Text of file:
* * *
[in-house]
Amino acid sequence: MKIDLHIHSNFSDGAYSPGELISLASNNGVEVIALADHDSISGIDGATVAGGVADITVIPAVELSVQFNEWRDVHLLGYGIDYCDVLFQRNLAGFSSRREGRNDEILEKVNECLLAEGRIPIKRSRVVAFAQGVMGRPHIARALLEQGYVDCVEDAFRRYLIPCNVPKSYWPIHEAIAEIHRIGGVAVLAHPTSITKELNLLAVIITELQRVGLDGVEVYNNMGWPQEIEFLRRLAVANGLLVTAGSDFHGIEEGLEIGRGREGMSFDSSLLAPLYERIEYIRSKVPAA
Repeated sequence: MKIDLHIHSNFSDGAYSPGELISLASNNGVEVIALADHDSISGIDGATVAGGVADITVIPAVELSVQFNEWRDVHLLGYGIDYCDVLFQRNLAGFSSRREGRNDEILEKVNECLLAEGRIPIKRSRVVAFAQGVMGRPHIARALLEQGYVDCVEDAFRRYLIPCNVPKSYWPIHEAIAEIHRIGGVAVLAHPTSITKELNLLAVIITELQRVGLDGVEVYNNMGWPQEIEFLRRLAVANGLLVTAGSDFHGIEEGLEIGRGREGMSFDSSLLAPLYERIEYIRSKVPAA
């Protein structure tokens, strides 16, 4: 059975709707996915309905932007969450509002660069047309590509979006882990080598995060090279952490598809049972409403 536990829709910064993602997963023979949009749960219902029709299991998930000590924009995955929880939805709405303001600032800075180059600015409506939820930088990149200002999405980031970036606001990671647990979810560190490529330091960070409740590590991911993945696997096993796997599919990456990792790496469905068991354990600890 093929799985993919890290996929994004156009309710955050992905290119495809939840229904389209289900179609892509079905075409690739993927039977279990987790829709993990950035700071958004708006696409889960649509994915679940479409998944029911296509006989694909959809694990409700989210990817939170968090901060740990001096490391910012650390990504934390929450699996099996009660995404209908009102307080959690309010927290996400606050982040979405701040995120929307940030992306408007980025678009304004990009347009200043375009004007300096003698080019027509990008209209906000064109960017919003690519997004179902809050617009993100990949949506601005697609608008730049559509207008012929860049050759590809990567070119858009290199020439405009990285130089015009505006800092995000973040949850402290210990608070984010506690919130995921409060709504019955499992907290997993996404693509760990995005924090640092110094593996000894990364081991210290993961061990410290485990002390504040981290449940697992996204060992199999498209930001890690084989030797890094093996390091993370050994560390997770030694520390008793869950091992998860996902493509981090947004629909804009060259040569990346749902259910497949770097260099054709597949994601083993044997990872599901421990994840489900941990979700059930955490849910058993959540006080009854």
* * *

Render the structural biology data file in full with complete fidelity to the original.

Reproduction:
[in-house]
Amino acid sequence: MKIDLHIHSNFSDGAYSPGELISLASNNGVEVIALADHDSISGIDGATVAGGVADITVIPAVELSVQFNEWRDVHLLGYGIDYCDVLFQRNLAGFSSRREGRNDEILEKVNECLLAEGRIPIKRSRVVAFAQGVMGRPHIARALLEQGYVDCVEDAFRRYLIPCNVPKSYWPIHEAIAEIHRIGGVAVLAHPTSITKELNLLAVIITELQRVGLDGVEVYNNMGWPQEIEFLRRLAVANGLLVTAGSDFHGIEEGLEIGRGREGMSFDSSLLAPLYERIEYIRSKVPAA
Repeated sequence: MKIDLHIHSNFSDGAYSPGELISLASNNGVEVIALADHDSISGIDGATVAGGVADITVIPAVELSVQFNEWRDVHLLGYGIDYCDVLFQRNLAGFSSRREGRNDEILEKVNECLLAEGRIPIKRSRVVAFAQGVMGRPHIARALLEQGYVDCVEDAFRRYLIPCNVPKSYWPIHEAIAEIHRIGGVAVLAHPTSITKELNLLAVIITELQRVGLDGVEVYNNMGWPQEIEFLRRLAVANGLLVTAGSDFHGIEEGLEIGRGREGMSFDSSLLAPLYERIEYIRSKVPAA
């Protein structure tokens, strides 16, 4: 059975709707996915309905932007969450509002660069047309590509979006882990080598995060090279952490598809049972409403 536990829709910064993602997963023979949009749960219902029709299991998930000590924009995955929880939805709405303001600032800075180059600015409506939820930088990149200002999405980031970036606001990671647990979810560190490529330091960070409740590590991911993945696997096993796997599919990456990792790496469905068991354990600890 093929799985993919890290996929994004156009309710955050992905290119495809939840229904389209289900179609892509079905075409690739993927039977279990987790829709993990950035700071958004708006696409889960649509994915679940479409998944029911296509006989694909959809694990409700989210990817939170968090901060740990001096490391910012650390990504934390929450699996099996009660995404209908009102307080959690309010927290996400606050982040979405701040995120929307940030992306408007980025678009304004990009347009200043375009004007300096003698080019027509990008209209906000064109960017919003690519997004179902809050617009993100990949949506601005697609608008730049559509207008012929860049050759590809990567070119858009290199020439405009990285130089015009505006800092995000973040949850402290210990608070984010506690919130995921409060709504019955499992907290997993996404693509760990995005924090640092110094593996000894990364081991210290993961061990410290485990002390504040981290449940697992996204060992199999498209930001890690084989030797890094093996390091993370050994560390997770030694520390008793869950091992998860996902493509981090947004629909804009060259040569990346749902259910497949770097260099054709597949994601083993044997990872599901421990994840489900941990979700059930955490849910058993959540006080009854």